Guaido’s ambassador to the United States, Carlos Vecchio, echoed Abrams’ assertions that U.S. support for Guaido remains strong nearly a year into the anti-Maduro campaign. Guaido remains a popular figure across Venezuela despite the fact that he has little access to the media institutions under Maduro’s thumb, Vecchio said.

He and others further pointed to what’s being called “Operation Scorpion” — an effort to bribe, imprison and otherwise cajole National Assembly members not to back Guaido — as a sign of Maduro’s feelings of insecurity. The brute force used to block Guaido from the Assembly on Sunday suggests that Maduro knew the opposition leader had the votes he needed.

“If Guaido was weak, the question would be why Maduro is doing everything to interfere with Guaido’s reelection” as assembly leader, Vecchio said.

Under Maduro, who took power in 2013, Venezuela’s economy has crumbled amid allegations of graft and drug trafficking in the government’s top echelons. A humanitarian crisis — people can barely afford food — has led millions of Venezuelans to flee to nearby countries.

One reason Maduro remains in power is support from Venezuela’s military, whose senior ranks have stuck by him despite entreaties from Maduro opponents.

Abrams acknowledged that past outreach by the U.S. and the opposition to Venezuelan military officers and soldiers “obviously was not sufficient.” The trick is figuring out who will have the most impact in such outreach, he said, pointing to potential liaisons such as retired military officers from Latin American countries.

Another group that the United States wants to peel away from Maduro are the “Chavistas.” These are Venezuelans who support the left-wing, socialist ideology that kept Maduro’s predecessor, the late Hugo Chavez, in power for years. Chavez, who died in 2013 while battling cancer, endorsed Maduro as his successor.

Abrams argued that many Chavistas recognize that Maduro’s corruption and economic mismanagement have badly damaged their movement’s reputation. And while Abrams stressed that the United States does not believe a socialist approach will rebuild Venezuela, he added that what matters is to have a legitimate political process.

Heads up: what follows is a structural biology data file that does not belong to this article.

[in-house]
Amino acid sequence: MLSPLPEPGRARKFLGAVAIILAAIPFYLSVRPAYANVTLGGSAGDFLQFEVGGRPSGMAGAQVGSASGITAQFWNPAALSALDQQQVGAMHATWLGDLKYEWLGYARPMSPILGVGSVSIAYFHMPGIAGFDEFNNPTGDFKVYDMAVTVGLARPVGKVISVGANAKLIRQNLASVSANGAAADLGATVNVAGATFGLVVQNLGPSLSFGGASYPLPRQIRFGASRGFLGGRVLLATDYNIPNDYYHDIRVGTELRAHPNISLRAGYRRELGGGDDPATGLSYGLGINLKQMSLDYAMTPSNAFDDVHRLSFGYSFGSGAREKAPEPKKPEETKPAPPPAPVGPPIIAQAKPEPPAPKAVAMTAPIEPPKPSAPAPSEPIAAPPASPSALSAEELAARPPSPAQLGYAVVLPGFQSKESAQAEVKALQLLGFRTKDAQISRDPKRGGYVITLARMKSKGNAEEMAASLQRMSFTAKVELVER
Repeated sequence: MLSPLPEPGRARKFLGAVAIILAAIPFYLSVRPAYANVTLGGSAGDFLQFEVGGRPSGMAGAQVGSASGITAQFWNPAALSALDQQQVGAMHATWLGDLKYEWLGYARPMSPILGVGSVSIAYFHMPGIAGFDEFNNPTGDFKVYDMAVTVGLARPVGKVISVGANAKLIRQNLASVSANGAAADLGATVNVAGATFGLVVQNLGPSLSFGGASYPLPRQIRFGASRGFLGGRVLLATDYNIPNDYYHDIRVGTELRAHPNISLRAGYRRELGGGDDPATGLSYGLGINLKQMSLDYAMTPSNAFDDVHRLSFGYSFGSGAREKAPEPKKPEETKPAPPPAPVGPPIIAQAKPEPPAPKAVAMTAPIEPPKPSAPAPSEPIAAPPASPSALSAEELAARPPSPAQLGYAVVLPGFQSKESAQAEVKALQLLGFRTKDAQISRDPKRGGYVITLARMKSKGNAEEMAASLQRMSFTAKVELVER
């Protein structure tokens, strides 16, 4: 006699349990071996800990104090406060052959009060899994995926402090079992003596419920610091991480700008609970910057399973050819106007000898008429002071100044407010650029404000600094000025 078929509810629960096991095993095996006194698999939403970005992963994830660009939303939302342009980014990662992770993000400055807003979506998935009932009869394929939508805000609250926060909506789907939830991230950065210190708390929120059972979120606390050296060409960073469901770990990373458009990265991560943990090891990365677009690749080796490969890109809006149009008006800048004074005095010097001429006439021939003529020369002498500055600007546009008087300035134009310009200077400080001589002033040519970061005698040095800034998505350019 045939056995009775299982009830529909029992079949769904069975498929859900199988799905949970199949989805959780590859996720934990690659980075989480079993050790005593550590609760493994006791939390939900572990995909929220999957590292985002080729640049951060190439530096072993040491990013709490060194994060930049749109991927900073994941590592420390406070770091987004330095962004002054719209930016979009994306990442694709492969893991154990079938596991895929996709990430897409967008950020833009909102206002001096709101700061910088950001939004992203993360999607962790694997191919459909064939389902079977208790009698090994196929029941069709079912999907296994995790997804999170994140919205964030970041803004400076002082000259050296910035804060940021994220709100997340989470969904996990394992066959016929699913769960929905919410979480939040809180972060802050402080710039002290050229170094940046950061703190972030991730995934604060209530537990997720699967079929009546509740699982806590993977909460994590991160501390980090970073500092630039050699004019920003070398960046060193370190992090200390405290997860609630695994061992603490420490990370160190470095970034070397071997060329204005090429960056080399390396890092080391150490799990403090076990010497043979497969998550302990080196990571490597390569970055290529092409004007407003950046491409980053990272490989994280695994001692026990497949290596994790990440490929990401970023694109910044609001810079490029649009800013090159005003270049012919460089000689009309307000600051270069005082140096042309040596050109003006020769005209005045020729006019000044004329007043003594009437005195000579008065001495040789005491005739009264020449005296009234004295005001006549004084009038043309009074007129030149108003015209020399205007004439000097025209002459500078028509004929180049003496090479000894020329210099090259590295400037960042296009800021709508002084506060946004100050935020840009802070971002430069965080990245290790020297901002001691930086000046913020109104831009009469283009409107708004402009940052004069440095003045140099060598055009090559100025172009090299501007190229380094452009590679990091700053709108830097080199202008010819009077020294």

“Venezuelans need to have the chance to vote,” he said. “If Chavistas win a free election, we will respect the outcome of that election. We’re not trying to destroy their future. We’re trying to create a future for Venezuela.”

While U.S. interests in Venezuela are many — including its oil — Trump administration officials have also said Washington has an interest in ensuring that the Western Hemisphere remains a stronghold for democracy. Trump’s dislike of Maduro strikes an odd note, however, given his affinity for strongmen in other countries, including President Vladimir Putin of Russia.

Former U.S. officials who have dealt with Venezuela said it was clear that the Trump administration’s hopes that Maduro would quickly resign have been tempered over the past year, and that it is still trying to properly calibrate its policy toward the Latin American nation.

Trump himself appears less interested in the issue than in early 2019, when on Jan. 23 he dropped his recognition of Maduro as Venezuela’s true leader. Back then, Trump even nodded to the idea of U.S. military action in Venezuela.

As the months have worn on, the U.S. has sent mixed messages about whether it backs the opposition’s attempts to negotiate a political solution with Maduro, former U.S. officials said.

Now, “the trend lines point toward increasing authoritarian consolidation, a stronger Nicolas Maduro and a more fragmented opposition,” said Michael Camilleri, who served in the State Department and the National Security Council during the Obama administration. “Those in the opposition who had deluded themselves into thinking Trump was going to invade and solve all their problems are coming to the realization that’s not going to happen.”

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